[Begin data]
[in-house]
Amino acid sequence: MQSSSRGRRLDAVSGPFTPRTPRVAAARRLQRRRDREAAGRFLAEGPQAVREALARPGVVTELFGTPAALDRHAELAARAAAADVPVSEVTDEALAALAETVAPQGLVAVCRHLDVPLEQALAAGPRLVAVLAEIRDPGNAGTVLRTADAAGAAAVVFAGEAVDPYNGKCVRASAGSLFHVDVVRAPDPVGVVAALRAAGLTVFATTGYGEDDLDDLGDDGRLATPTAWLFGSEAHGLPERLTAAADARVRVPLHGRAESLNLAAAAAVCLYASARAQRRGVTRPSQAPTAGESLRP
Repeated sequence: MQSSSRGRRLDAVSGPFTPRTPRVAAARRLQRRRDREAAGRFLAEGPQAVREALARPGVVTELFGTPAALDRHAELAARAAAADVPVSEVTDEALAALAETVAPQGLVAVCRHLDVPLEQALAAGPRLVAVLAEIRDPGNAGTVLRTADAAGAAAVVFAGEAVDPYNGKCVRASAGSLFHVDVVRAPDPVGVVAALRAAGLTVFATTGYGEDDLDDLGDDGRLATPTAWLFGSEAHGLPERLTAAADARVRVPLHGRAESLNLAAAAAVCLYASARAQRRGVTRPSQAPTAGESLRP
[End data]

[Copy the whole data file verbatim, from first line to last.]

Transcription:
[in-house]
Amino acid sequence: MQSSSRGRRLDAVSGPFTPRTPRVAAARRLQRRRDREAAGRFLAEGPQAVREALARPGVVTELFGTPAALDRHAELAARAAAADVPVSEVTDEALAALAETVAPQGLVAVCRHLDVPLEQALAAGPRLVAVLAEIRDPGNAGTVLRTADAAGAAAVVFAGEAVDPYNGKCVRASAGSLFHVDVVRAPDPVGVVAALRAAGLTVFATTGYGEDDLDDLGDDGRLATPTAWLFGSEAHGLPERLTAAADARVRVPLHGRAESLNLAAAAAVCLYASARAQRRGVTRPSQAPTAGESLRP
Repeated sequence: MQSSSRGRRLDAVSGPFTPRTPRVAAARRLQRRRDREAAGRFLAEGPQAVREALARPGVVTELFGTPAALDRHAELAARAAAADVPVSEVTDEALAALAETVAPQGLVAVCRHLDVPLEQALAAGPRLVAVLAEIRDPGNAGTVLRTADAAGAAAVVFAGEAVDPYNGKCVRASAGSLFHVDVVRAPDPVGVVAALRAAGLTVFATTGYGEDDLDDLGDDGRLATPTAWLFGSEAHGLPERLTAAADARVRVPLHGRAESLNLAAAAAVCLYASARAQRRGVTRPSQAPTAGESLRP